Will a mountain of evidence be enough to convict Trump?

Will a mountain of evidence be enough to convict Trump?

The New York Times reports:

In the official record, the case is known as the People of the State of New York v. Donald J. Trump, and, for now, the people have the stronger hand: They have insider witnesses, a favorable jury pool and a lurid set of facts about a presidential candidate, a payoff and a porn star.

On Monday, the prosecutors will formally introduce the case to 12 all-important jurors, embarking on the first prosecution of an American president. The trial, which could brand Mr. Trump a felon as he mounts another White House run, will reverberate throughout the nation and test the durability of the justice system that Mr. Trump is attacking in a way that no other defendant would be allowed to do.

Though the district attorney, Alvin L. Bragg, has assembled a mountain of evidence, a conviction is hardly assured. Over the next six weeks, Mr. Trump’s lawyers will seize on three apparent weak points: a key witness’s credibility, a president’s culpability and the case’s legal complexity.

Prosecutors will seek to maneuver around those vulnerabilities, dazzling the jury with a tale that mixes politics and sex, as they confront a shrewd defendant with a decades-long track record of skirting legal consequences. They will also seek to bolster the credibility of that key witness, Michael D. Cohen, a former fixer to Mr. Trump who previously pleaded guilty to federal crimes for paying the porn star, Stormy Daniels.

Daniel J. Horwitz, a veteran defense lawyer who previously worked in the Manhattan district attorney’s office prosecuting white-collar cases, said prosecutors can be expected to corroborate Mr. Cohen’s story wherever possible.

“The prosecution has layers upon layers of evidence to back up what Michael Cohen says,” Mr. Horwitz said.

Both sides will lay out their cases in opening statements on Monday, offering dueling interpretations of the evidence some six years after the payoff to Ms. Daniels entered the public consciousness and briefly imperiled Mr. Trump’s presidency.

But in previewing the case for prospective jurors last week, Manhattan prosecutors emphasized neither the payoff that secured Ms. Daniels’s silence, nor the sex scandal that was buried in the process. One prosecutor, Joshua Steinglass, instead distilled the trial’s stakes to a fundamental question: “This case is about the rule of law and whether or not Donald Trump broke it.”

What is Trump accused of? The charges trace back to a $130,000 hush-money payment that Trump’s fixer, Michael Cohen, made to the porn actress Stormy Daniels in 2016 to suppress her story of a sexual liaison with Trump in 2006. While serving as president, Trump reimbursed Cohen, and how he did so constituted fraud, prosecutors say.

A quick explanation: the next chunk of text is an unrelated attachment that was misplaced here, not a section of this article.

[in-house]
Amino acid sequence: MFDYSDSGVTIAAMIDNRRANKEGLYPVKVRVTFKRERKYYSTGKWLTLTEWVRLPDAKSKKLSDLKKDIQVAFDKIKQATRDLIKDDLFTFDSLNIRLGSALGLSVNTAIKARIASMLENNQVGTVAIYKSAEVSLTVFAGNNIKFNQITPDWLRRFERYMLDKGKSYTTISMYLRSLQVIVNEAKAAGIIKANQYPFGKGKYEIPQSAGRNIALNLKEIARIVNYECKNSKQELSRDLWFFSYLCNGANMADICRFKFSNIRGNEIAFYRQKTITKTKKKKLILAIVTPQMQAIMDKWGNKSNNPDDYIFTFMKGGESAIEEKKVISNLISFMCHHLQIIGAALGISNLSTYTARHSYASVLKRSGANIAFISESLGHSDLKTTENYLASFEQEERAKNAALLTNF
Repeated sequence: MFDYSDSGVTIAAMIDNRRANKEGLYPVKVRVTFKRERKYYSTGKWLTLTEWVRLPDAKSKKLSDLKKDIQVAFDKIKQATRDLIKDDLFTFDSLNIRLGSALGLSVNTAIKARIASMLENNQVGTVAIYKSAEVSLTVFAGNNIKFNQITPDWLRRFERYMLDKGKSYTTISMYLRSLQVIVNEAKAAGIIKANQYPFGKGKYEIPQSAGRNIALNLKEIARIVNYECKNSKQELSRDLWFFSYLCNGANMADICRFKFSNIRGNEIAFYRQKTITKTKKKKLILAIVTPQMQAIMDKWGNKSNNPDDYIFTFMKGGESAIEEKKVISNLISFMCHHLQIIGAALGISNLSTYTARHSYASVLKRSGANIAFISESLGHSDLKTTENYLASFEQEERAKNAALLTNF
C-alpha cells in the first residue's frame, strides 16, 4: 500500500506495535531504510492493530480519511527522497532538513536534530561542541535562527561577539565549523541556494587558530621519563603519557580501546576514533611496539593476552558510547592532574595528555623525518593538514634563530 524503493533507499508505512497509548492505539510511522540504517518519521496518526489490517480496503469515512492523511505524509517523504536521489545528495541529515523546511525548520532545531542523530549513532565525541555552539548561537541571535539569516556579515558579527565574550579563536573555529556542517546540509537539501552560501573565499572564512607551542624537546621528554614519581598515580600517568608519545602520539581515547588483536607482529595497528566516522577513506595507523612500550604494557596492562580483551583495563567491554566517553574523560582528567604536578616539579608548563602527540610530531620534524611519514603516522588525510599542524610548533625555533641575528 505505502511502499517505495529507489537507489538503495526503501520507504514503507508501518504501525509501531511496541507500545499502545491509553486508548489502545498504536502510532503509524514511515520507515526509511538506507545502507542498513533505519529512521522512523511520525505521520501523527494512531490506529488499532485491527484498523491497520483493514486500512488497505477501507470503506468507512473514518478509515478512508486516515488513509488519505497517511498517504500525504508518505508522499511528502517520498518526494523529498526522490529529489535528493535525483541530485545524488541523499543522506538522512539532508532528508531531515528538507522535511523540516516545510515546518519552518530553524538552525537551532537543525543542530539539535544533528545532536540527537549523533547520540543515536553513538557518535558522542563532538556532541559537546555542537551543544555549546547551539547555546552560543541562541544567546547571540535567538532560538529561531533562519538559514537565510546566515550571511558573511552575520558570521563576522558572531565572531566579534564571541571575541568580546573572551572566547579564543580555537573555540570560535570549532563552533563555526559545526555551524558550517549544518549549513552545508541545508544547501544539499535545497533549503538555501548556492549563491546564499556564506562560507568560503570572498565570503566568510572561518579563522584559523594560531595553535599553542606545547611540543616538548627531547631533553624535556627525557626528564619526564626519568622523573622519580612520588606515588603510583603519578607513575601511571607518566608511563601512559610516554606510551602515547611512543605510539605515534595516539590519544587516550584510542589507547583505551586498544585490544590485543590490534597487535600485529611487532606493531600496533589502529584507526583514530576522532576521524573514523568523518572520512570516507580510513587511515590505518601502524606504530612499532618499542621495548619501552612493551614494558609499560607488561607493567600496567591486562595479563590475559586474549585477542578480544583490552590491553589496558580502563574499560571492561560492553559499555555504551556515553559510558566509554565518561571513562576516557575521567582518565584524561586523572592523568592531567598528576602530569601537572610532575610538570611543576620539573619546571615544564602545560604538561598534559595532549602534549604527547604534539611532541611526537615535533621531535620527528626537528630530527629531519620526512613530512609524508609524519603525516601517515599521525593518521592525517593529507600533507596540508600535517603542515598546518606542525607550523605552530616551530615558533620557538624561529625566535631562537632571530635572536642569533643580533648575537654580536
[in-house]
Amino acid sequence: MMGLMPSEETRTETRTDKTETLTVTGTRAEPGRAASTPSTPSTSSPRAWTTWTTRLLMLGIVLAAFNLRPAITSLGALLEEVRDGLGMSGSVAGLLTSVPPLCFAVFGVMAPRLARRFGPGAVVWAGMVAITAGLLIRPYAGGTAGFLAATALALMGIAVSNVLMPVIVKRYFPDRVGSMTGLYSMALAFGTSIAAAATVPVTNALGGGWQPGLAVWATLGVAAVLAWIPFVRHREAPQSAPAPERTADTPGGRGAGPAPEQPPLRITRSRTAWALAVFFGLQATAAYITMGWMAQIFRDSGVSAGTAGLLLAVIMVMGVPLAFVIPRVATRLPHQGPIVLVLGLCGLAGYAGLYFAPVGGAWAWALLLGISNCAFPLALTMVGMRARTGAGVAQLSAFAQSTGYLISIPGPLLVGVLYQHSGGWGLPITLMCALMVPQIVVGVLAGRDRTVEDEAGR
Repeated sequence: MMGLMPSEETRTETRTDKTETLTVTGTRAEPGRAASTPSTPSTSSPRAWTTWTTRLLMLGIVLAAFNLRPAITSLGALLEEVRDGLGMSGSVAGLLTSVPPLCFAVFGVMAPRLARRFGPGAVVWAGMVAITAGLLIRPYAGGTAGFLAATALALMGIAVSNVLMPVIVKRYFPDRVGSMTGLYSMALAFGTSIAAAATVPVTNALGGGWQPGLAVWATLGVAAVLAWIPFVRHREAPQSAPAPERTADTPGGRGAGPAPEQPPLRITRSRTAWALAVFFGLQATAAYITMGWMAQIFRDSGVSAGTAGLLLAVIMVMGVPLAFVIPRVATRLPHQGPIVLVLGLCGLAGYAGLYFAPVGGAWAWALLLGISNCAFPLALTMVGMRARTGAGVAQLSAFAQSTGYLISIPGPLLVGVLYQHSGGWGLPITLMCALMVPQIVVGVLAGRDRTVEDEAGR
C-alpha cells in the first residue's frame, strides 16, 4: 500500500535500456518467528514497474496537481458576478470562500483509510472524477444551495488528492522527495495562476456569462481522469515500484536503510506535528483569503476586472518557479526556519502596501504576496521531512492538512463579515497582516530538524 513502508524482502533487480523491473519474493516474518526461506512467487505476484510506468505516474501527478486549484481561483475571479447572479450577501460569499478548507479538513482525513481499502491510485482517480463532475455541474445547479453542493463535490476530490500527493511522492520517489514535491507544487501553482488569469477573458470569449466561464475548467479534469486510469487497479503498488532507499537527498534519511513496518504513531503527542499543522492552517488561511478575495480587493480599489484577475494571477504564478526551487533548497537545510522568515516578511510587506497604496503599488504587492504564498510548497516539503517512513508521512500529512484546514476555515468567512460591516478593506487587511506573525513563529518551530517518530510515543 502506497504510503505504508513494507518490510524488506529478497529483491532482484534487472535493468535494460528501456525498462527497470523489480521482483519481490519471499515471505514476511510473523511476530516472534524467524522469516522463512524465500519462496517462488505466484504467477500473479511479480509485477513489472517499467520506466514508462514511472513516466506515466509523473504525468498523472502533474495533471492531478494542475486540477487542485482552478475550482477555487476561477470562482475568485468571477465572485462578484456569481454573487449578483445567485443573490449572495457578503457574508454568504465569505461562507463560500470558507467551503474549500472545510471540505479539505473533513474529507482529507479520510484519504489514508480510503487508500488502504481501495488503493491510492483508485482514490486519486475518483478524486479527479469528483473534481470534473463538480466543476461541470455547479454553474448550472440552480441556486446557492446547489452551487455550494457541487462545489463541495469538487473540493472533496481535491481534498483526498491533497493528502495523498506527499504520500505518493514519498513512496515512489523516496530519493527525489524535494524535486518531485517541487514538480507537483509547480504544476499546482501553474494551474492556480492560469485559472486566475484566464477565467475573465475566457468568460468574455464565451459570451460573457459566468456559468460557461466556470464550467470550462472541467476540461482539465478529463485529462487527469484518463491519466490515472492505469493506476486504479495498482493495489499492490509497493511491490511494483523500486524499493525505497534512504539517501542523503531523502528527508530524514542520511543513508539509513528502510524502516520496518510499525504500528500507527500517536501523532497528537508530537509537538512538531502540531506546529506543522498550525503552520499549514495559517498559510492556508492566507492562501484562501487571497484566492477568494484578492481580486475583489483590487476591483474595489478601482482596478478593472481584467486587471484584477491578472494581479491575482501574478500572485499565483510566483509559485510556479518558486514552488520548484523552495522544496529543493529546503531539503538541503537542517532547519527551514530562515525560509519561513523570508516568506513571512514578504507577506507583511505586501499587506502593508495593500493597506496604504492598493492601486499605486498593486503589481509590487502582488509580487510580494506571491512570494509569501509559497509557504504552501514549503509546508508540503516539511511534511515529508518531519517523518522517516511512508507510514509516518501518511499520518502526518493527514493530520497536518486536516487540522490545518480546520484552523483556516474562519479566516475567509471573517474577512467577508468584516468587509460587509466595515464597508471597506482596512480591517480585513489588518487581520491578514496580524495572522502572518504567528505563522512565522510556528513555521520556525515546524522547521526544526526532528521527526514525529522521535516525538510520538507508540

Why did prosecutors cite other hush-money payments? Although the charges relate to the payment to Daniels, Alvin Bragg, the Manhattan district attorney, is expected to highlight two other hush-money deals. Prosecutors say that the deals show that Trump had orchestrated a wide-ranging scheme to influence the 2016 presidential election.

Who will the key witnesses be? Cohen is expected to be a crucial witness for prosecutors. Bragg is also expected to call David Pecker, the former publisher of The National Enquirer, as well as Hope Hicks, a former Trump aide, to shed light on the tumultuous period surrounding the payments. Trump said he plans to testify in his own defense.

Who is the judge? Juan Merchan, the judge, is a veteran of the bench known as a no-nonsense, drama-averse jurist. During the trial, Justice Merchan will be in charge of keeping order in the courtroom and ruling on objections made by prosecutors and Trump’s lawyers. The jury will decide whether Trump is guilty.

What happens if Trump is convicted? The charges against Trump are all Class E felonies, the least severe felony category in New York. If convicted, Trump faces a prison sentence of four years or less, or he could receive probation.

How is The New York Times covering the trial? The Times will provide comprehensive coverage of the trial, which is set to last six to eight weeks. Expect live updates from the courtroom in Manhattan, daily takeaways, explainers and analysis from our reporting team.

Mr. Steinglass’s boss, Mr. Bragg, has offered a loftier interpretation, casting Mr. Trump’s actions as election interference. Although Mr. Trump’s lawyers might claim he was merely trying to hide embarrassing stories from his family, Mr. Bragg says Mr. Trump orchestrated a scheme to conceal simmering sex scandals from voters as they headed to the polls in 2016. All told, his allies struck three hush-money deals, paying off people who had stories to tell — stories that could have derailed Mr. Trump’s candidacy.

Mr. Bragg’s prosecutors will seek to turn that 2016 campaign strategy against him: The tactics that helped propel Mr. Trump to victory will be admitted as evidence and reconsidered far beyond the courtroom. Aides and friends who lied on Mr. Trump’s behalf will take the witness stand to testify against him.

They include: David Pecker, the tabloid publisher who bought and buried damaging stories about Mr. Trump; Hope Hicks, a spokeswoman who tried to spin reporters; and Mr. Cohen, the fixer who paid Ms. Daniels. Mr. Pecker, who ran the company that owned The National Enquirer, is set to go first, and is expected to recount for the jury several conversations with Mr. Trump about the hush money, according to a person familiar with the plan. [Continue reading…]

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